Reddit IPO Implications for Higher Ed Leaders Seeking to Rebuild Trust

Reddit filed to go public on the New York Stock Exchange last month, and I paid close attention. Its prospectus highlights the impact the anonymous forum site has on public trust—and how higher education leaders can leverage the insight within its 17 billion posts and comments to rebuild trust and inform a proactive, audience-centric market strategy. Higher education didn’t understand the impact Facebook would have on its operations when it went public over a decade ago. Don’t make the same mistake with Reddit. Here’s what you need to know.

Founded in 2005, Reddit is the last of the 2000s era social media companies to go public. It’s unique amongst this peer group (Meta, Snap, Twitter, etc.) because of how it works. The prospectus states, “Reddit’s community ecosystem is organically built upon shared interests, passions, and trust rather than friends, celebrities, and their followers.” This ecosystem is 18 years old. 

For your youngest students, Reddit has always been a place to learn and seek advice. Adults under 30 are four times more likely to use Reddit than those ages 50–64. This demographic—which extends beyond traditional-aged college students—is more likely to use Reddit than LinkedIn.

Reddit's prospectus explains that users come to the site and its communities because it is:

  • An open, growing archive of human knowledge
  • Centered on interests, with unmatched breadth and depth of human knowledge
  • People-powered curation for authentic interactions and trusted content
  • A place for authentic and trusted recommendations
  • A flexible canvas for self- and community-expression
  • Using layered moderation, community management, and safety to support trust

These attributes are strikingly similar to the environment colleges and universities strive to create. The authentic, often anonymous conversations happening on Reddit can inform how you build an environment that attracts students and engenders their trust. The proof of the value this insight brings to organizations is in the emerging pillar of Reddit’s business model: licensing user conversation data.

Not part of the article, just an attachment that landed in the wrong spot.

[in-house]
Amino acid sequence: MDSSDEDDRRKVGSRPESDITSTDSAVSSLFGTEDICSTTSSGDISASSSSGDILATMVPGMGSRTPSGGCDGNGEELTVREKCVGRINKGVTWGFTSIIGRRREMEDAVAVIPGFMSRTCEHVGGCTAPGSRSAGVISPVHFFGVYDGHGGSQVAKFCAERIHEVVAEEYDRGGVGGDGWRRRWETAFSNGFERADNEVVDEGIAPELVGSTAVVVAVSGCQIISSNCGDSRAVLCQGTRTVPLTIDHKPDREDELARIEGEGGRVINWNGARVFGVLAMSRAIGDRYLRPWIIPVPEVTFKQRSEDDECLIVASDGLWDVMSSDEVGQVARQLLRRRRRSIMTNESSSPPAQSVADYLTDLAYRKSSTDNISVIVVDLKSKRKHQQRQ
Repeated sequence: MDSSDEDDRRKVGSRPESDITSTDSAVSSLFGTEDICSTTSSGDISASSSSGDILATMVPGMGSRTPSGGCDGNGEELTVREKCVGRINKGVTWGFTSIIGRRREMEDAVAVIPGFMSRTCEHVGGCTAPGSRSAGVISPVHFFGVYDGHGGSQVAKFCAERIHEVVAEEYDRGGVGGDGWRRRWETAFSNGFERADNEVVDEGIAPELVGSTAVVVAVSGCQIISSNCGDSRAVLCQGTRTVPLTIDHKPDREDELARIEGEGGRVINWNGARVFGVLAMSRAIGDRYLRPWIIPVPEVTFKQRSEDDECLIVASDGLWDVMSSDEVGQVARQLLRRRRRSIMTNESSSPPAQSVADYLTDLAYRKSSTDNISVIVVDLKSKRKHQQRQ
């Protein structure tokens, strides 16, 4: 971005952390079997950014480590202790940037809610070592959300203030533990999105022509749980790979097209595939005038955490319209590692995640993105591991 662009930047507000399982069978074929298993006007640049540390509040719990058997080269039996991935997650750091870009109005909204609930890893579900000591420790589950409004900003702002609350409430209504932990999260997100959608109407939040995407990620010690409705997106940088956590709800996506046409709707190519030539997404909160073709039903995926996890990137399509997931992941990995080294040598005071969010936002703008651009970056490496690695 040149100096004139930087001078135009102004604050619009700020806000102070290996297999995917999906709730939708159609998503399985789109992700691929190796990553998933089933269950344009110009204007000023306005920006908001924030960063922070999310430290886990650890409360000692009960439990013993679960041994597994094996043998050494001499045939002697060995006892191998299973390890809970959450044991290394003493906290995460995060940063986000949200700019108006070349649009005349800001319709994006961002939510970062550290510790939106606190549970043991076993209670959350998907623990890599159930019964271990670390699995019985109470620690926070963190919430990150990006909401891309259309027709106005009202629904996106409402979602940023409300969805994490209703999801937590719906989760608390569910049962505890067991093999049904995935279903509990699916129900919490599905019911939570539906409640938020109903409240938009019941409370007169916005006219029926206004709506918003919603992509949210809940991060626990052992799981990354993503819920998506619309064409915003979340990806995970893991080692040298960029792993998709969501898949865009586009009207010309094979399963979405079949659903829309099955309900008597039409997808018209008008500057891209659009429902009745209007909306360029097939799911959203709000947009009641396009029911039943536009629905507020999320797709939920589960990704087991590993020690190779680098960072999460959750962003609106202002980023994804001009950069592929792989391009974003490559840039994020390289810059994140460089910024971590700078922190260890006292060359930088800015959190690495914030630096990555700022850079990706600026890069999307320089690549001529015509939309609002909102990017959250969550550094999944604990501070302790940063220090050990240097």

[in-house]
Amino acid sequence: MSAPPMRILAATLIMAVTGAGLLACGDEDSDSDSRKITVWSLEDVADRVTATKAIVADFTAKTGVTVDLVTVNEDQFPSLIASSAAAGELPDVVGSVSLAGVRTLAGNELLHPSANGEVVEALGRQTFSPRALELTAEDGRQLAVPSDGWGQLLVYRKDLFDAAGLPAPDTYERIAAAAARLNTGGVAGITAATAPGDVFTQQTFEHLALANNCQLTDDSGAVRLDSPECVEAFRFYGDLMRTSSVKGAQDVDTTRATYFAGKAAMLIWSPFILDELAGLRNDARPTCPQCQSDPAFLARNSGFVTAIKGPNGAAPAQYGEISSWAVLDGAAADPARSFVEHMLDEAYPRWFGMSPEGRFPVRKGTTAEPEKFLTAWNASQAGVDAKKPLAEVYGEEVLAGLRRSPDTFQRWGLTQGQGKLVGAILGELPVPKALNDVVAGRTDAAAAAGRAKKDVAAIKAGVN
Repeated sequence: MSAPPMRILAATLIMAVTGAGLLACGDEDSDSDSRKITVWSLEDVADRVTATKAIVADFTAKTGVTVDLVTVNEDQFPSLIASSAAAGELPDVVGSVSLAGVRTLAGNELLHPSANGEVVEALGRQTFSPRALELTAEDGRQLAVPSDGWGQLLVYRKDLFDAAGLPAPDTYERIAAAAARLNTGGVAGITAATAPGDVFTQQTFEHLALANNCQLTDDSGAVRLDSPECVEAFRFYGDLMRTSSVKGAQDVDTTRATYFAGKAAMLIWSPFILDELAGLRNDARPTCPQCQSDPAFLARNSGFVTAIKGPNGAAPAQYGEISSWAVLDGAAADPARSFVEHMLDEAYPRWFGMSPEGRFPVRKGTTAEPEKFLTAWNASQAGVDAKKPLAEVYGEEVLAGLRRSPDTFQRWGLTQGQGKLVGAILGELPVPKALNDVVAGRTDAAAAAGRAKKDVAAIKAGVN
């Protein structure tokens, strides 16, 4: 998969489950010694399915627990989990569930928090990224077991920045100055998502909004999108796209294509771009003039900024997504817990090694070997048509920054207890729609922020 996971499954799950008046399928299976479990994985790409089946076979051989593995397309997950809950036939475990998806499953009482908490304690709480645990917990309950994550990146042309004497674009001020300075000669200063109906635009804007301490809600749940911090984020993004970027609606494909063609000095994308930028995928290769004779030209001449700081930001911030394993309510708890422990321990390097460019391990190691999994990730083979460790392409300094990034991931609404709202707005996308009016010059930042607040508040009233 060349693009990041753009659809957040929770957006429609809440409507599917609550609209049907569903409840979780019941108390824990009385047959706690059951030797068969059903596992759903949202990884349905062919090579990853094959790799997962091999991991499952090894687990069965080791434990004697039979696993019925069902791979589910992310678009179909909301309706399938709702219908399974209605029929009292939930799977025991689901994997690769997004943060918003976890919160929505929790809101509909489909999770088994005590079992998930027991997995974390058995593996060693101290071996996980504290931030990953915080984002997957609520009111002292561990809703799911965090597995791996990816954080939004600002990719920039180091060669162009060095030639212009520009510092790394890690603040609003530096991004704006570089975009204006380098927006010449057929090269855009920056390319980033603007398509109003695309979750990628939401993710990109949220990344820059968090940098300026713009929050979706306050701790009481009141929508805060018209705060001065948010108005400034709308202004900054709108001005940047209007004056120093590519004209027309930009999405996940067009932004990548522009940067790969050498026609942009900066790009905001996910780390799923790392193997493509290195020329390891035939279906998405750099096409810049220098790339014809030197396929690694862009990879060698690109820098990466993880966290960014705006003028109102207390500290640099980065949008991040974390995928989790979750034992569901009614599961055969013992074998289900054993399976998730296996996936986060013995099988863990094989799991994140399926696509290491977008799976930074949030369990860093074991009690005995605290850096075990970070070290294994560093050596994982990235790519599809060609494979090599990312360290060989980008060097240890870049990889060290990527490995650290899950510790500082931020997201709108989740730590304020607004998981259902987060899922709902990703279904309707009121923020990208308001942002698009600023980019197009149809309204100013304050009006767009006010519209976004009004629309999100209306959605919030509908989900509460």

While at the moment Reddit follows the typical social media pattern of generating revenue through advertising, its emerging revenue source is data licensing. The offering prospectus touts “the value of Reddit’s data in sentiment analysis and trend identification” in connection with an estimated $1 trillion artificial intelligence market that uses robust user conversation to train large language models and generative AI. “We are also in the early stages of monetizing our emerging opportunity in data licensing by allowing third parties to access, search, and analyze data on our platform.” Reddit entered into $203 million in data-licensing agreements in January 2024 and expects this revenue stream to grow rapidly.

The AI tools prospective students will use to get information about college will be trained on Reddit data. Colleges and universities that don’t use this data for their own strategic intelligence now are missing an opportunity to keep up with the market as it evolves.

People already trust Reddit. It influences their perception of higher education, where they apply and attend, and what they’re willing to pay. The same week Inside Higher Ed published its survey of college presidents reporting they believed the top factor in public skepticism about the value of higher education is affordability, a 19-year-old posted to Reddit worried about “selling their soul to Drexel” after facing the prospect of a $300,000 degree. This was posted to the Personal Finance subreddit with 19 million members.

Once Reddit content is powering large language models (LLMs) developed by big tech firms, the opinions and experiences within the site will have an exponentially greater reach and impact. For years, colleges have had the ability to use Reddit’s data to understand markets and audiences, build student community, identify reputation threats, and regain public trust.

If higher education doesn’t make use of this data to inform its own operations and strategy and disrupt itself, tech companies will use it to force further consumer-driven market disruption. Campus Sonar is the leading partner to apply social intelligence to your organizational objectives, and Reddit is a valuable part of the data set we use in our work.

How will you use online consumer conversation to inform and transform your business model and operations?

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